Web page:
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This tutorial provides a basic C++ programmers introduction to working with protocol buffers.

This tutorial provides a basic C++ programmers introduction to working with
protocol buffers. By walking through creating a simple example application, it
shows you how to

  • Define message formats in a .proto file.
  • Use the protocol buffer compiler.
  • Use the C++ protocol buffer API to write and read messages.

This isn’t a comprehensive guide to using protocol buffers in C++. For more
detailed reference information, see the
Protocol Buffer Language Guide (proto2),
Protocol Buffer Language Guide (proto3),
the C++ API Reference, the
C++ Generated Code Guide,
and the
Encoding Reference.

The Problem Domain

The example we’re going to use is a very simple “address book” application that
can read and write people’s contact details to and from a file. Each person in
the address book has a name, an ID, an email address, and a contact phone

How do you serialize and retrieve structured data like this? There are a few
ways to solve this problem:

  • The raw in-memory data structures can be sent/saved in binary form. Over
    time, this is a fragile approach, as the receiving/reading code must be
    compiled with exactly the same memory layout, endianness, etc. Also, as
    files accumulate data in the raw format and copies of software that are
    wired for that format are spread around, it’s very hard to extend the
  • You can invent an ad-hoc way to encode the data items into a single
    string – such as encoding 4 ints as “12:3:-23:67”. This is a simple and
    flexible approach, although it does require writing one-off encoding and
    parsing code, and the parsing imposes a small run-time cost. This works best
    for encoding very simple data.
  • Serialize the data to XML. This approach can be very attractive since XML is
    (sort of) human readable and there are binding libraries for lots of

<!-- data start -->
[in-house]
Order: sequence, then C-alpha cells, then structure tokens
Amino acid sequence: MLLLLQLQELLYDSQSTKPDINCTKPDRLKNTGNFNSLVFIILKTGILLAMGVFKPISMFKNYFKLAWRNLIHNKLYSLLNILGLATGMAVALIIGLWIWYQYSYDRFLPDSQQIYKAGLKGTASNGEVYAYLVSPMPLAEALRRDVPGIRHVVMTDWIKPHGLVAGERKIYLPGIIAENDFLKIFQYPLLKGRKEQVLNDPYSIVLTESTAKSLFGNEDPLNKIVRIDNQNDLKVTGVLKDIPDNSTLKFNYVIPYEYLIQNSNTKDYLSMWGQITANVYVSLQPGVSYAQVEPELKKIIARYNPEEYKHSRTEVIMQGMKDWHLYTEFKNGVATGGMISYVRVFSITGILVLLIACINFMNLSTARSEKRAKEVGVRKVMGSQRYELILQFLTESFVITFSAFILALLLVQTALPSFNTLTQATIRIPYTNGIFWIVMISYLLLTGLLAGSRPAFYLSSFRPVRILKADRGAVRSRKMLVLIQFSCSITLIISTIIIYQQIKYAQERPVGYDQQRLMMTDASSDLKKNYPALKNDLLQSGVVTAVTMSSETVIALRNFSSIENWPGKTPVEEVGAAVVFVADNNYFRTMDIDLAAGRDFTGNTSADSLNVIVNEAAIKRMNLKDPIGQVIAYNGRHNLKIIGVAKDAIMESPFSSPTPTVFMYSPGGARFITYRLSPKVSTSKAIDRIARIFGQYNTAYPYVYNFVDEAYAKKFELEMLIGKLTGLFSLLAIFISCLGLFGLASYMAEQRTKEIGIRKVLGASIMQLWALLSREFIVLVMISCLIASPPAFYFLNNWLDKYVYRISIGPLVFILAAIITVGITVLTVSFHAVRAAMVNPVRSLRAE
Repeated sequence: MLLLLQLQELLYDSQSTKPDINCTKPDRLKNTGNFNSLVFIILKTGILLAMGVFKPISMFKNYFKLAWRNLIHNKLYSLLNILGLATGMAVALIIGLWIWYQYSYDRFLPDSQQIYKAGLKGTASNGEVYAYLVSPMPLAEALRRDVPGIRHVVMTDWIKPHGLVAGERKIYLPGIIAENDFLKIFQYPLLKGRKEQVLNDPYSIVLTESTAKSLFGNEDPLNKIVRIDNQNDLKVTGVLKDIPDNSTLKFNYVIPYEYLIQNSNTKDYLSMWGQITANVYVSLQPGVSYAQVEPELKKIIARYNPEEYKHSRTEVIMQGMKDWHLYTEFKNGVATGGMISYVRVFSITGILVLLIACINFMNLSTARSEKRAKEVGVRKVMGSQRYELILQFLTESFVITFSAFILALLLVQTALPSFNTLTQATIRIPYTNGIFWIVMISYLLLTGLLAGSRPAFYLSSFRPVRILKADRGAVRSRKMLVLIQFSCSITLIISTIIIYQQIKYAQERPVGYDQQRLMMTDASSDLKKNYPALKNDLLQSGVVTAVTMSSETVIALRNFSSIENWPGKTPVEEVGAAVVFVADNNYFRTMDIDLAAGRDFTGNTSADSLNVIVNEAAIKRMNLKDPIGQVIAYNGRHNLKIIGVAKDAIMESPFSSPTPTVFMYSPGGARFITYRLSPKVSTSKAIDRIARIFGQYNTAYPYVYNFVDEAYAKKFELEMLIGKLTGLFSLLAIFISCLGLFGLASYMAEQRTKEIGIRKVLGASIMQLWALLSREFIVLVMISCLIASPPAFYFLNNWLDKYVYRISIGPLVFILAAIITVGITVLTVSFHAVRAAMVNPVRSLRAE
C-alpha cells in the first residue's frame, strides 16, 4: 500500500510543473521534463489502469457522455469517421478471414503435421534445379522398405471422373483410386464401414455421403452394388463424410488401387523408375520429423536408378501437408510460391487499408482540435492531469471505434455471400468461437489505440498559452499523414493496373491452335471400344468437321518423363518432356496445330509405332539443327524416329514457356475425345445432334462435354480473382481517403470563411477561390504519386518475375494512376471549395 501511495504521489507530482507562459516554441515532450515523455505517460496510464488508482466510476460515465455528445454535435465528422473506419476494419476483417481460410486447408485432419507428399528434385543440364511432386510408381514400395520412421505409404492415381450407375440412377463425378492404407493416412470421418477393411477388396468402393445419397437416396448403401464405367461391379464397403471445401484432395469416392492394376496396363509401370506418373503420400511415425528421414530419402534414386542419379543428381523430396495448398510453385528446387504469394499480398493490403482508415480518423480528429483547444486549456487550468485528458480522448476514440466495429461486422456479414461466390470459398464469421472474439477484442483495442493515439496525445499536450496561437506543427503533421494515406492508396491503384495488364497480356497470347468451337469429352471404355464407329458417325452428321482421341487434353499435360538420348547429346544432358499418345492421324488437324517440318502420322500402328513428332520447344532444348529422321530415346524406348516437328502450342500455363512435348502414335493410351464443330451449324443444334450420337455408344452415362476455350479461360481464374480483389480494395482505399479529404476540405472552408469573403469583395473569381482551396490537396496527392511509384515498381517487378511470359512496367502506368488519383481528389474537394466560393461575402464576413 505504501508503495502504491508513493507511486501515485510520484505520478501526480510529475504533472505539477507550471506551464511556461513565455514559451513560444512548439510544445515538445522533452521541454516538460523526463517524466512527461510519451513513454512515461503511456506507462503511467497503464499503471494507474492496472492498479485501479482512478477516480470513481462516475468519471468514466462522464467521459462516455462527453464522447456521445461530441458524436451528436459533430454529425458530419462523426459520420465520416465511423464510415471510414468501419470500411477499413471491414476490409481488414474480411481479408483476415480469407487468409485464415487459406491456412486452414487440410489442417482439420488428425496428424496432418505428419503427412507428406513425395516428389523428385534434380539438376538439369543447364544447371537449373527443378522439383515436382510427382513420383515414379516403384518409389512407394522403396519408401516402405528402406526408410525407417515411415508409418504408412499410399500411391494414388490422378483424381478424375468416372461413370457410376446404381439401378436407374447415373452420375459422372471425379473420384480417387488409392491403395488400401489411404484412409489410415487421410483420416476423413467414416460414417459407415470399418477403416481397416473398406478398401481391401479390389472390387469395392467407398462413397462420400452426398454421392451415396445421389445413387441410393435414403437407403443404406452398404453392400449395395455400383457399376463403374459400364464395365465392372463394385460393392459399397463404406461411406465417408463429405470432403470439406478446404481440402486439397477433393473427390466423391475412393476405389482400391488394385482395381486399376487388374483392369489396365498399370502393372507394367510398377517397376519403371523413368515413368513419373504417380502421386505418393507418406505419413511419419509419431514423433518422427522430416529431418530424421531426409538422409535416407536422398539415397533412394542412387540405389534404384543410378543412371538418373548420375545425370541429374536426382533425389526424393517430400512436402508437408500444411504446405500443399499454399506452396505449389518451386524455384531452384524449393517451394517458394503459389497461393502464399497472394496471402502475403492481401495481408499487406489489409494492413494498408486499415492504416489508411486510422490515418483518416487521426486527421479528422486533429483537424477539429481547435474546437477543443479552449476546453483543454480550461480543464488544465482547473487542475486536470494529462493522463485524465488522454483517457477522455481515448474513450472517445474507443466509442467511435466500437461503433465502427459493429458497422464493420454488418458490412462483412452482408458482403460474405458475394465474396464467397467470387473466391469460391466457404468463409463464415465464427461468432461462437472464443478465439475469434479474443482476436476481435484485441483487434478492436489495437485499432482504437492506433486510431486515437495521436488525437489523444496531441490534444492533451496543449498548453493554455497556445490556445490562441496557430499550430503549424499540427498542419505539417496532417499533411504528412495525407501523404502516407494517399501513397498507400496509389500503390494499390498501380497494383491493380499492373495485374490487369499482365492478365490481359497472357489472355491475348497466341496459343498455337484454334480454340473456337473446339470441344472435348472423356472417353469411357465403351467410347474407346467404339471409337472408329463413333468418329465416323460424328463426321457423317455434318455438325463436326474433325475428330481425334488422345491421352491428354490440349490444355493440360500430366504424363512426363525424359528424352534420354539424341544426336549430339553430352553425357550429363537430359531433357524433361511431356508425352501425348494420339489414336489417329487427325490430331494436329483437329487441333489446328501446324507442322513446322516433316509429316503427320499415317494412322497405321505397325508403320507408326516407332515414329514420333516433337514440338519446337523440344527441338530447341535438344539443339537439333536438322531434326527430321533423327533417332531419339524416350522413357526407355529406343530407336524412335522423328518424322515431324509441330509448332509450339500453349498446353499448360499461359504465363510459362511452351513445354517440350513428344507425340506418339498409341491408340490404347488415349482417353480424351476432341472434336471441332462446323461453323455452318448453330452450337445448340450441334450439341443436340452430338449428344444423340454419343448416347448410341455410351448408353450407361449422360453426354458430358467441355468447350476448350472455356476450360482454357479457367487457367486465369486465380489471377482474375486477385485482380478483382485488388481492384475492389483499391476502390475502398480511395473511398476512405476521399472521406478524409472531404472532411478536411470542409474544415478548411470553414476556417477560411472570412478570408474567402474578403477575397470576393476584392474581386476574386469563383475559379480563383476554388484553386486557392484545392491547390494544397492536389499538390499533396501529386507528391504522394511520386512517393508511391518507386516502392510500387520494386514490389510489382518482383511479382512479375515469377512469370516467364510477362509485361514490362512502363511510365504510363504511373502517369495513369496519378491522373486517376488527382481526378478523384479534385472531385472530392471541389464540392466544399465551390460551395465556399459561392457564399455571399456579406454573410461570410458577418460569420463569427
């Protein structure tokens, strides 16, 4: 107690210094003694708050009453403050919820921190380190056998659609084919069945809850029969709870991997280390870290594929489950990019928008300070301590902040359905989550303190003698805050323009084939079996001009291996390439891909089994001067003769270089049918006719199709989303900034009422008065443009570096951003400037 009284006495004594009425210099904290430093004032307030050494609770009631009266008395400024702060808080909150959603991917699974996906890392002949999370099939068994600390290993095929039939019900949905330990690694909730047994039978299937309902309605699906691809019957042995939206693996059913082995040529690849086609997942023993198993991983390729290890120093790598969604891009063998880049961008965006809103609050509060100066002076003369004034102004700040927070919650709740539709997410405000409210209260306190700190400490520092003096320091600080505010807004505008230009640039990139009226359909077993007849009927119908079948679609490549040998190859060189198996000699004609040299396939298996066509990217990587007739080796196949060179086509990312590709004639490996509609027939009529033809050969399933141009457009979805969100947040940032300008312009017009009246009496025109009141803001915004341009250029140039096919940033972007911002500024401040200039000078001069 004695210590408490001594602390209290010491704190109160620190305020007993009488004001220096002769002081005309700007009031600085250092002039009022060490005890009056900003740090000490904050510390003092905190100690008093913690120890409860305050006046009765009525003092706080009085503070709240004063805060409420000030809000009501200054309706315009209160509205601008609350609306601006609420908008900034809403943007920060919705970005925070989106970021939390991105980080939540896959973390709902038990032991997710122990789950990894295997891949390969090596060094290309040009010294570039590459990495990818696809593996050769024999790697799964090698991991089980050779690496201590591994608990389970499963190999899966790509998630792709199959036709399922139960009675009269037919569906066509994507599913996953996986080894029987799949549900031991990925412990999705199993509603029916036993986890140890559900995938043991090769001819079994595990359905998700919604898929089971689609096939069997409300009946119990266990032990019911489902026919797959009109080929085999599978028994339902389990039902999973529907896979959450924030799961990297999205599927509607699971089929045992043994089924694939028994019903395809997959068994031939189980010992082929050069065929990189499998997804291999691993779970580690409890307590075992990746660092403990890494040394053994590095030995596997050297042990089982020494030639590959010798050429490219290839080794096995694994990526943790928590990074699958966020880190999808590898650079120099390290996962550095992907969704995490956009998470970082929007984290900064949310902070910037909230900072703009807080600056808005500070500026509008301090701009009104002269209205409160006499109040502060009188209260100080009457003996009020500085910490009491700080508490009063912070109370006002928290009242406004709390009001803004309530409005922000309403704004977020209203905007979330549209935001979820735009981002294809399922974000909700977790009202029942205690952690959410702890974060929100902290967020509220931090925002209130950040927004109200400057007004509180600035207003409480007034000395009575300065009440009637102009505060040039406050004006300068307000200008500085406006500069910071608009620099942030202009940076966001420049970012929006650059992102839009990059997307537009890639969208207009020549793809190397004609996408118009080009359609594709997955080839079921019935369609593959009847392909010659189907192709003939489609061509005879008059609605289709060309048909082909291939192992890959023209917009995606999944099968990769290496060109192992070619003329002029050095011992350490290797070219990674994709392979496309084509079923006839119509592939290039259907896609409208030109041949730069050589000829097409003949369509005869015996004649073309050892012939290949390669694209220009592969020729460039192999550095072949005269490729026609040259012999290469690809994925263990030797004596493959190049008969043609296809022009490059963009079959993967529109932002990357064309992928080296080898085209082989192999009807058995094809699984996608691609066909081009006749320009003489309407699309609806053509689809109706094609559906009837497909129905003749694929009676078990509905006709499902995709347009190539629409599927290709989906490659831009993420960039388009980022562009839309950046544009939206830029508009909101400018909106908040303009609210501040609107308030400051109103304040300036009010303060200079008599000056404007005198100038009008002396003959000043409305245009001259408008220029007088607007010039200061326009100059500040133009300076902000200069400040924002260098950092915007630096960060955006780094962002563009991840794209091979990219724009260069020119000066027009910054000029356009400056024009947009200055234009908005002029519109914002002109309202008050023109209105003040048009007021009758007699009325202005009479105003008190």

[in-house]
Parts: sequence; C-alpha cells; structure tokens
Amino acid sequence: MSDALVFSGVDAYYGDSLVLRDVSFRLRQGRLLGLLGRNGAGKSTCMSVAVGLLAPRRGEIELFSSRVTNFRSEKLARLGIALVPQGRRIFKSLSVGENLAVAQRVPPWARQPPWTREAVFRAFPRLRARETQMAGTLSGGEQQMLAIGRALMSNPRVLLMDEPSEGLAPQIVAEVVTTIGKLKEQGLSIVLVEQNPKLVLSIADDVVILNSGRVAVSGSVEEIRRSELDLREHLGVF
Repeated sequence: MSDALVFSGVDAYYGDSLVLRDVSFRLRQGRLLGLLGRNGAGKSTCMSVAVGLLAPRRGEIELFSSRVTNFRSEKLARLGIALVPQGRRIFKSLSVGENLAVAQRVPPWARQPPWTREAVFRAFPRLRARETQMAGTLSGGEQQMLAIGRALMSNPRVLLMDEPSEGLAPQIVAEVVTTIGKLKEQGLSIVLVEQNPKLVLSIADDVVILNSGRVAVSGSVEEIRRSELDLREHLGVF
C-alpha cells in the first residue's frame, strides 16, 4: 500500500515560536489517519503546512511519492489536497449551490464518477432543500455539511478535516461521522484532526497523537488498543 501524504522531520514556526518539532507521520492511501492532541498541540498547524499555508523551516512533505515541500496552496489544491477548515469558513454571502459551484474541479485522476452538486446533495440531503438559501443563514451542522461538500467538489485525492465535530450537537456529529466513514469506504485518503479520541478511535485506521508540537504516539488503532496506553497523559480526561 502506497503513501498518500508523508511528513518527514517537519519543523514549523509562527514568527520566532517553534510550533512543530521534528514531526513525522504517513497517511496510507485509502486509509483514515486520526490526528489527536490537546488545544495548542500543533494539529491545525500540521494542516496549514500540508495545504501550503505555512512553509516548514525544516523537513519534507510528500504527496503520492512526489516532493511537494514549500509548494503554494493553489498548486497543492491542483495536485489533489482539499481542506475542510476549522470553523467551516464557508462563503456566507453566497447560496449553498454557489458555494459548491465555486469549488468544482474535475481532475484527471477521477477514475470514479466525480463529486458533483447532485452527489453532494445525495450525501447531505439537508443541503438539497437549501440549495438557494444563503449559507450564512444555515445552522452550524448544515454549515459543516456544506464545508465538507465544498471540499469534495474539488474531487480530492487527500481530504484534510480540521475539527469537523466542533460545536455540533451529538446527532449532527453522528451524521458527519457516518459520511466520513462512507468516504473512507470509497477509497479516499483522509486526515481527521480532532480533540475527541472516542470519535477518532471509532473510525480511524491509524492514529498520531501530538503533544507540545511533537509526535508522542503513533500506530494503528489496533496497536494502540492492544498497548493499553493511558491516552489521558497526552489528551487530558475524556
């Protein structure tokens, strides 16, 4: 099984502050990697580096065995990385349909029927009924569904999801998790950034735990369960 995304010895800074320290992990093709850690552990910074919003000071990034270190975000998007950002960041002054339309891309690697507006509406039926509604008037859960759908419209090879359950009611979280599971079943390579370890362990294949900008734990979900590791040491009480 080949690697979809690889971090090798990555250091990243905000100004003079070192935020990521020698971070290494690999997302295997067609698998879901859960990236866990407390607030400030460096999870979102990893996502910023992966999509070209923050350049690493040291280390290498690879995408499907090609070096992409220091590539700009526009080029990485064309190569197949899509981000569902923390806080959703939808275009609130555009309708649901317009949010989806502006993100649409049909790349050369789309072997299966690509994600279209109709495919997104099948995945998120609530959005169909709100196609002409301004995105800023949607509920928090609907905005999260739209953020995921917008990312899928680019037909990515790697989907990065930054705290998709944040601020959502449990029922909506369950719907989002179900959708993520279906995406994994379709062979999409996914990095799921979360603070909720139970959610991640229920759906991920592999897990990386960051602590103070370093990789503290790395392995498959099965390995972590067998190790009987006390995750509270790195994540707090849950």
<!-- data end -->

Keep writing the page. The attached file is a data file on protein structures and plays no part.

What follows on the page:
languages. This can be a good choice if you want to share data with other
    applications/projects. However, XML is notoriously space intensive, and
    encoding/decoding it can impose a huge performance penalty on applications.
    Also, navigating an XML DOM tree is considerably more complicated than
    navigating simple fields in a class normally would be.

Instead of these options, you can use protocol buffers. Protocol buffers are the
flexible, efficient, automated solution to solve exactly this problem. With
protocol buffers, you write a .proto description of the data structure you
wish to store. From that, the protocol buffer compiler creates a class that
implements automatic encoding and parsing of the protocol buffer data with an
efficient binary format. The generated class provides getters and setters for
the fields that make up a protocol buffer and takes care of the details of
reading and writing the protocol buffer as a unit. Importantly, the protocol
buffer format supports the idea of extending the format over time in such a way
that the code can still read data encoded with the old format.

Where to Find the Example Code

The example code is included in the source code package, under the
“examples” directory.

Defining Your Protocol Format

To create your address book application, you’ll need to start with a .proto
file. The definitions in a .proto file are simple: you add a message for
each data structure you want to serialize, then specify a name and a type for